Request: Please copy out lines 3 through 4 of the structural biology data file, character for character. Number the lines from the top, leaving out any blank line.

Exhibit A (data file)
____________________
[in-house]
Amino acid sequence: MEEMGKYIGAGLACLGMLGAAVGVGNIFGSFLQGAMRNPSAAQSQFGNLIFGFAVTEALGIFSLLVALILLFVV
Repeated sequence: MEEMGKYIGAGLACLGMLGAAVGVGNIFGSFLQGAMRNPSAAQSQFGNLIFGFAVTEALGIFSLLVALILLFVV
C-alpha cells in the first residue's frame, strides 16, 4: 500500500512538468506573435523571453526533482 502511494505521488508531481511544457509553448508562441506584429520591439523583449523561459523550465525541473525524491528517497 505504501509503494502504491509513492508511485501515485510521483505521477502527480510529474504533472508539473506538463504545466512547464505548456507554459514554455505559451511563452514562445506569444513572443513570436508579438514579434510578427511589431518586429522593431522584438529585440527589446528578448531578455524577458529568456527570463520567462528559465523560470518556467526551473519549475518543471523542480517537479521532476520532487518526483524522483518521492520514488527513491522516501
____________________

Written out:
Repeated sequence: MEEMGKYIGAGLACLGMLGAAVGVGNIFGSFLQGAMRNPSAAQSQFGNLIFGFAVTEALGIFSLLVALILLFVV
C-alpha cells in the first residue's frame, strides 16, 4: 500500500512538468506573435523571453526533482 502511494505521488508531481511544457509553448508562441506584429520591439523583449523561459523550465525541473525524491528517497 505504501509503494502504491509513492508511485501515485510521483505521477502527480510529474504533472508539473506538463504545466512547464505548456507554459514554455505559451511563452514562445506569444513572443513570436508579438514579434510578427511589431518586429522593431522584438529585440527589446528578448531578455524577458529568456527570463520567462528559465523560470518556467526551473519549475518543471523542480517537479521532476520532487518526483524522483518521492520514488527513491522516501